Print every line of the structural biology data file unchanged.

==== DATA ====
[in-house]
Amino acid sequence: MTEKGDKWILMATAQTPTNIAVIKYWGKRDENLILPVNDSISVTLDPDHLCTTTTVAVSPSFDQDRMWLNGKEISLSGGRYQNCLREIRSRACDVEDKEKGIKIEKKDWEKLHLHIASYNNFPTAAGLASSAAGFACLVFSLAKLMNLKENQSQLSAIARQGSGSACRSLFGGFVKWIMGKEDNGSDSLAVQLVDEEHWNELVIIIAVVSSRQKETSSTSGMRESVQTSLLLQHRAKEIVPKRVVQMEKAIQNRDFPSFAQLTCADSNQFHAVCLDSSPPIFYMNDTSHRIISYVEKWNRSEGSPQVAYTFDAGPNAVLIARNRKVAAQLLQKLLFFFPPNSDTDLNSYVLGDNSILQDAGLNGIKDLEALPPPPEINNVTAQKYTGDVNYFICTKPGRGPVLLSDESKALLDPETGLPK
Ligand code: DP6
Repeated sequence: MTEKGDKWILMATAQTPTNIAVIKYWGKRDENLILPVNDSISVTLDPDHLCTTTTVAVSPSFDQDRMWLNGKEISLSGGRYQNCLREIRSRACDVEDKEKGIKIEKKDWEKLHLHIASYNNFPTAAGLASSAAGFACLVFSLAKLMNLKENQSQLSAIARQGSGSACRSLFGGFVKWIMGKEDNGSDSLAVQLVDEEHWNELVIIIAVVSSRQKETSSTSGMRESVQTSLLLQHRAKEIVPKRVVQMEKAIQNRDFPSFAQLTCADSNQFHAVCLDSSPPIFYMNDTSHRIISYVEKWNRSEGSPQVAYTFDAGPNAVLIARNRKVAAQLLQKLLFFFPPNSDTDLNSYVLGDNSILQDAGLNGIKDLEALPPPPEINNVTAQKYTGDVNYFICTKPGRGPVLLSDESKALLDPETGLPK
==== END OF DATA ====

[in-house]
Amino acid sequence: MTEKGDKWILMATAQTPTNIAVIKYWGKRDENLILPVNDSISVTLDPDHLCTTTTVAVSPSFDQDRMWLNGKEISLSGGRYQNCLREIRSRACDVEDKEKGIKIEKKDWEKLHLHIASYNNFPTAAGLASSAAGFACLVFSLAKLMNLKENQSQLSAIARQGSGSACRSLFGGFVKWIMGKEDNGSDSLAVQLVDEEHWNELVIIIAVVSSRQKETSSTSGMRESVQTSLLLQHRAKEIVPKRVVQMEKAIQNRDFPSFAQLTCADSNQFHAVCLDSSPPIFYMNDTSHRIISYVEKWNRSEGSPQVAYTFDAGPNAVLIARNRKVAAQLLQKLLFFFPPNSDTDLNSYVLGDNSILQDAGLNGIKDLEALPPPPEINNVTAQKYTGDVNYFICTKPGRGPVLLSDESKALLDPETGLPK
Ligand code: DP6
Repeated sequence: MTEKGDKWILMATAQTPTNIAVIKYWGKRDENLILPVNDSISVTLDPDHLCTTTTVAVSPSFDQDRMWLNGKEISLSGGRYQNCLREIRSRACDVEDKEKGIKIEKKDWEKLHLHIASYNNFPTAAGLASSAAGFACLVFSLAKLMNLKENQSQLSAIARQGSGSACRSLFGGFVKWIMGKEDNGSDSLAVQLVDEEHWNELVIIIAVVSSRQKETSSTSGMRESVQTSLLLQHRAKEIVPKRVVQMEKAIQNRDFPSFAQLTCADSNQFHAVCLDSSPPIFYMNDTSHRIISYVEKWNRSEGSPQVAYTFDAGPNAVLIARNRKVAAQLLQKLLFFFPPNSDTDLNSYVLGDNSILQDAGLNGIKDLEALPPPPEINNVTAQKYTGDVNYFICTKPGRGPVLLSDESKALLDPETGLPK